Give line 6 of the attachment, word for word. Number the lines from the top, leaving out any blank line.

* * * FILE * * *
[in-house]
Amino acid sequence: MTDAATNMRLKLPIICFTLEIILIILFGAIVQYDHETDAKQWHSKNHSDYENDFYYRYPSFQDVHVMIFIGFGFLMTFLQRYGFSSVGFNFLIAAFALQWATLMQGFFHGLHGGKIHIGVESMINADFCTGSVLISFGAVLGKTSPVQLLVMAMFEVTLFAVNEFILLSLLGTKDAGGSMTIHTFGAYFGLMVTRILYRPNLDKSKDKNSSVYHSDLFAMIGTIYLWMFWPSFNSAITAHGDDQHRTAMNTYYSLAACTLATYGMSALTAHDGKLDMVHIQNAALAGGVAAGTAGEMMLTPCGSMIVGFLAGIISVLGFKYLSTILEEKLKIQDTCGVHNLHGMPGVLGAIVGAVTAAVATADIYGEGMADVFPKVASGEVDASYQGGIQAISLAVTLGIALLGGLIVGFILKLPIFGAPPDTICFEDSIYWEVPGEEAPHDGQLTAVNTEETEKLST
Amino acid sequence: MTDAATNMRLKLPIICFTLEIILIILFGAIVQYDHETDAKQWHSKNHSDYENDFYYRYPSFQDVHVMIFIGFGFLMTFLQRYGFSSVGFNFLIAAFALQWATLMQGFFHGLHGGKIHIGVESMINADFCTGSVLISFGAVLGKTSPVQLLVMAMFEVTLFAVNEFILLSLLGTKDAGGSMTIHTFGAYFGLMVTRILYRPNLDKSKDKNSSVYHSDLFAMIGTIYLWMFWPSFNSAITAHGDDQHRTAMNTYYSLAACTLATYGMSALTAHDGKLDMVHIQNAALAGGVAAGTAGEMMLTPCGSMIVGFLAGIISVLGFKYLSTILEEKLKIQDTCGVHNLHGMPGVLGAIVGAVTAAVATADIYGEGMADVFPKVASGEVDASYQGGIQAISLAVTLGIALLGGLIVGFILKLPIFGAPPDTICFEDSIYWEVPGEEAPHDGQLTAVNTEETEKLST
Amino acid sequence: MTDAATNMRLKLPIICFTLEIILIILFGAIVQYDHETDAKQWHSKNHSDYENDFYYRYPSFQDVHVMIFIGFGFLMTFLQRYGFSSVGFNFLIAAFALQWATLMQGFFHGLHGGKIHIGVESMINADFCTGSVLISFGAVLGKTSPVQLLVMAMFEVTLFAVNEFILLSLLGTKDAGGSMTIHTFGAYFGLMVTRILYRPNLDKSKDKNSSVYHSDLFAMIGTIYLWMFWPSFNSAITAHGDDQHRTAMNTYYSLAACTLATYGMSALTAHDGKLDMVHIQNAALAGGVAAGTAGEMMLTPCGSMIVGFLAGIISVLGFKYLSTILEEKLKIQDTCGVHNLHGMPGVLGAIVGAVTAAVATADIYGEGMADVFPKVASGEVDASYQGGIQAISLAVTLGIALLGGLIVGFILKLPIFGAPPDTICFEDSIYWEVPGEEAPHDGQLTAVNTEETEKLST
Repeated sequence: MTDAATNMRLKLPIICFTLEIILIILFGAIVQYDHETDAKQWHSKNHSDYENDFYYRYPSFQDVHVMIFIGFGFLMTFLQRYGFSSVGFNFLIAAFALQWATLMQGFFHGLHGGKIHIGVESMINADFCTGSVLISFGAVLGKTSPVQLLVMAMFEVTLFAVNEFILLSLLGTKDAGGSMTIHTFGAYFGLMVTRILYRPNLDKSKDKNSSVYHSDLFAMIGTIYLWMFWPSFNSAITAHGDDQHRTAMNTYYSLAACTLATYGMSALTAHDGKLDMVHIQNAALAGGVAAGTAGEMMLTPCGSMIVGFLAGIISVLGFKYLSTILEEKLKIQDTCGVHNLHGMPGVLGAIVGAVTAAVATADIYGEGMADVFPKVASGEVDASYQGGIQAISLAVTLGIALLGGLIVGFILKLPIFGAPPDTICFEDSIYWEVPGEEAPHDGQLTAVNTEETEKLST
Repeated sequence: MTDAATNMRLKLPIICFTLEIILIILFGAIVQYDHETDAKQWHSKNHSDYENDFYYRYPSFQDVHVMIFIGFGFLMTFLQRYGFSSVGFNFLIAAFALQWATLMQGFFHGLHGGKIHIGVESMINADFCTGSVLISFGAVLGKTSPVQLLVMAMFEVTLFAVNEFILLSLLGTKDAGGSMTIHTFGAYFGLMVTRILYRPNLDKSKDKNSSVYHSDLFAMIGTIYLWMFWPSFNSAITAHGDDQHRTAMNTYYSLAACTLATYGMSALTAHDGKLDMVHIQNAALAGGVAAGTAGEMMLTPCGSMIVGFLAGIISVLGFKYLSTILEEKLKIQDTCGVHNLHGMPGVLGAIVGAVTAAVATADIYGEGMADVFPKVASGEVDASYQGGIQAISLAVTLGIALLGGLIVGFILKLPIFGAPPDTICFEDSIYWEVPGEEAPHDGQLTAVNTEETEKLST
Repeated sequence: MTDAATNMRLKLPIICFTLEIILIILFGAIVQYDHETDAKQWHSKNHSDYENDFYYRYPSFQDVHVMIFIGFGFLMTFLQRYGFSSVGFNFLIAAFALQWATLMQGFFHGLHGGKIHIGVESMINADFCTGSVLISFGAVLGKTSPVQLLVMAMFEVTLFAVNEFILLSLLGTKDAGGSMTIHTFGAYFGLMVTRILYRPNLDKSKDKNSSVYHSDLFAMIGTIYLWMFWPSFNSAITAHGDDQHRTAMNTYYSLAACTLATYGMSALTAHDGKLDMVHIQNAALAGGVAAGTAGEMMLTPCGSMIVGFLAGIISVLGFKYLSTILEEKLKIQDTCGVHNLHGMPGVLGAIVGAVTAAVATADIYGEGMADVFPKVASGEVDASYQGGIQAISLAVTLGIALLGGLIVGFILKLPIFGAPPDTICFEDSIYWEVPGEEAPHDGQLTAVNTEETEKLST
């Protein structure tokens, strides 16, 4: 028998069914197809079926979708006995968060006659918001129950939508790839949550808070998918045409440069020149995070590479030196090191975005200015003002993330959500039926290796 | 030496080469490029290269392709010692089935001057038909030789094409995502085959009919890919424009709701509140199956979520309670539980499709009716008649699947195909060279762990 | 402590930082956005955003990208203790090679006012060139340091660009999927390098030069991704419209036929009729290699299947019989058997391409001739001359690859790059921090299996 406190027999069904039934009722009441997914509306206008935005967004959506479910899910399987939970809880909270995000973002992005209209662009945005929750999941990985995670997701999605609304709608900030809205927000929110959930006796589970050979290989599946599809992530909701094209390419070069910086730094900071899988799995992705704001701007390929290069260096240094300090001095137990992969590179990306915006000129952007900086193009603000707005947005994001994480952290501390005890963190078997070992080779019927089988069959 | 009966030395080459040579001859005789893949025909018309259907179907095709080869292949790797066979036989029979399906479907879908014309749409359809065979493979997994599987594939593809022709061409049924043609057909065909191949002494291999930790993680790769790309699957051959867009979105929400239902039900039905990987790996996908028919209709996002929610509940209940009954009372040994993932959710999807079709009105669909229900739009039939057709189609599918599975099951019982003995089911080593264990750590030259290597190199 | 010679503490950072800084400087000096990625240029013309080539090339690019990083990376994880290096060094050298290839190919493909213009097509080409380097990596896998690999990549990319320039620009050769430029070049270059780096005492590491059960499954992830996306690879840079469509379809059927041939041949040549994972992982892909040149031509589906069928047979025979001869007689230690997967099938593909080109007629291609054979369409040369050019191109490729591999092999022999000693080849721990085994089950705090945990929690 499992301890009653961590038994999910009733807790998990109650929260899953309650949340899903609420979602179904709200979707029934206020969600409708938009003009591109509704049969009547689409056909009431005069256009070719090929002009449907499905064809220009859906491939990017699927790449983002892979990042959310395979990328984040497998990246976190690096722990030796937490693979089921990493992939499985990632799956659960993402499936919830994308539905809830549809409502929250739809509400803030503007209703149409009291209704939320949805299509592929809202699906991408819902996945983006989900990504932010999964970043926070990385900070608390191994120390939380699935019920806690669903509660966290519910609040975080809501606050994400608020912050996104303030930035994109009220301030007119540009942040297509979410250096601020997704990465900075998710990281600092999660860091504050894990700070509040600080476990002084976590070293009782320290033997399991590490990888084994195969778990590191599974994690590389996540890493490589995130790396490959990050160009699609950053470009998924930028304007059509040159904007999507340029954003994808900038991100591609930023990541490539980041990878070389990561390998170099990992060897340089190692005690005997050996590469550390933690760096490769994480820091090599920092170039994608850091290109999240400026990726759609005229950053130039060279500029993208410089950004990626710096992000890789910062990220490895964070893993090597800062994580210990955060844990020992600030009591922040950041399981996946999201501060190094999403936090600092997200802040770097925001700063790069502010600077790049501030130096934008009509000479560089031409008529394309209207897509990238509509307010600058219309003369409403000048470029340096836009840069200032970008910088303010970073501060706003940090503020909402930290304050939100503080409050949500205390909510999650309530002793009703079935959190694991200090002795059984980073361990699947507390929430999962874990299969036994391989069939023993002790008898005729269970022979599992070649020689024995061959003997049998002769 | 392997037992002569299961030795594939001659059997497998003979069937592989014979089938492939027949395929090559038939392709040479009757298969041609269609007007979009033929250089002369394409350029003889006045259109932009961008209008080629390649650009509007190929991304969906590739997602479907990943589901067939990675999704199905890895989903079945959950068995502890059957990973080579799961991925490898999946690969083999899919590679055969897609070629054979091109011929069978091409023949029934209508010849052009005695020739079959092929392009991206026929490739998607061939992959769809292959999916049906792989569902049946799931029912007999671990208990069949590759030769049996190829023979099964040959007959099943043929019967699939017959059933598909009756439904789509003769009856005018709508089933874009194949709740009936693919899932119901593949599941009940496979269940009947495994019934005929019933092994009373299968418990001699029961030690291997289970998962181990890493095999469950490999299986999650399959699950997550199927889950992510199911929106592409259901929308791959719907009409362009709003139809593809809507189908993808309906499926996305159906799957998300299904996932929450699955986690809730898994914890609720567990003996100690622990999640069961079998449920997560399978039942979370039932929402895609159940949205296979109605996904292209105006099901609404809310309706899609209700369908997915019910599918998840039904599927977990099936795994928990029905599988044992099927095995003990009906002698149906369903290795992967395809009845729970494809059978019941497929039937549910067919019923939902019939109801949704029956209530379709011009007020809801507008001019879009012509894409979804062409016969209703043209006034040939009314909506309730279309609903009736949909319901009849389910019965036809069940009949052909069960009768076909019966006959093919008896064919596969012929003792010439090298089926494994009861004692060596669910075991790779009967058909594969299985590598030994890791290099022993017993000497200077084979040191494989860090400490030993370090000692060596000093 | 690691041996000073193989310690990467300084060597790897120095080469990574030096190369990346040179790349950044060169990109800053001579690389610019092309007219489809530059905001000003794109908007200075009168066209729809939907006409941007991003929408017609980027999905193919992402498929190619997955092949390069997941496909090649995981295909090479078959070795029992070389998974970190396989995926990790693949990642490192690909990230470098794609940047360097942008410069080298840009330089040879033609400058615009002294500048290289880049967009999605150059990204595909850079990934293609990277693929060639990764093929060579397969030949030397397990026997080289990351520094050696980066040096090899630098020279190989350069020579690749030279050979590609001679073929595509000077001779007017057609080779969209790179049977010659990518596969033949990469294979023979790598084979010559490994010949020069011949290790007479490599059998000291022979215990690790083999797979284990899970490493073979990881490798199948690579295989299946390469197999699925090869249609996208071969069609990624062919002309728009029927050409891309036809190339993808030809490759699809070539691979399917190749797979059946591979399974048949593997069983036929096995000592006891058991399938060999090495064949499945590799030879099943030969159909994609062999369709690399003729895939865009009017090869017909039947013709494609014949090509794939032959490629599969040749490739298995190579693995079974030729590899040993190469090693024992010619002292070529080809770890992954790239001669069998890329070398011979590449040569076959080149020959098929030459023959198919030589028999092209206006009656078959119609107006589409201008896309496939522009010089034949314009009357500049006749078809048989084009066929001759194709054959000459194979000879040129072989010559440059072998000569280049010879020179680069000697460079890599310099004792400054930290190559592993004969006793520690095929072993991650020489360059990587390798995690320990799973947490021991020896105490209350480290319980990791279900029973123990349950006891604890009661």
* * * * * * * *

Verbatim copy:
Repeated sequence: MTDAATNMRLKLPIICFTLEIILIILFGAIVQYDHETDAKQWHSKNHSDYENDFYYRYPSFQDVHVMIFIGFGFLMTFLQRYGFSSVGFNFLIAAFALQWATLMQGFFHGLHGGKIHIGVESMINADFCTGSVLISFGAVLGKTSPVQLLVMAMFEVTLFAVNEFILLSLLGTKDAGGSMTIHTFGAYFGLMVTRILYRPNLDKSKDKNSSVYHSDLFAMIGTIYLWMFWPSFNSAITAHGDDQHRTAMNTYYSLAACTLATYGMSALTAHDGKLDMVHIQNAALAGGVAAGTAGEMMLTPCGSMIVGFLAGIISVLGFKYLSTILEEKLKIQDTCGVHNLHGMPGVLGAIVGAVTAAVATADIYGEGMADVFPKVASGEVDASYQGGIQAISLAVTLGIALLGGLIVGFILKLPIFGAPPDTICFEDSIYWEVPGEEAPHDGQLTAVNTEETEKLST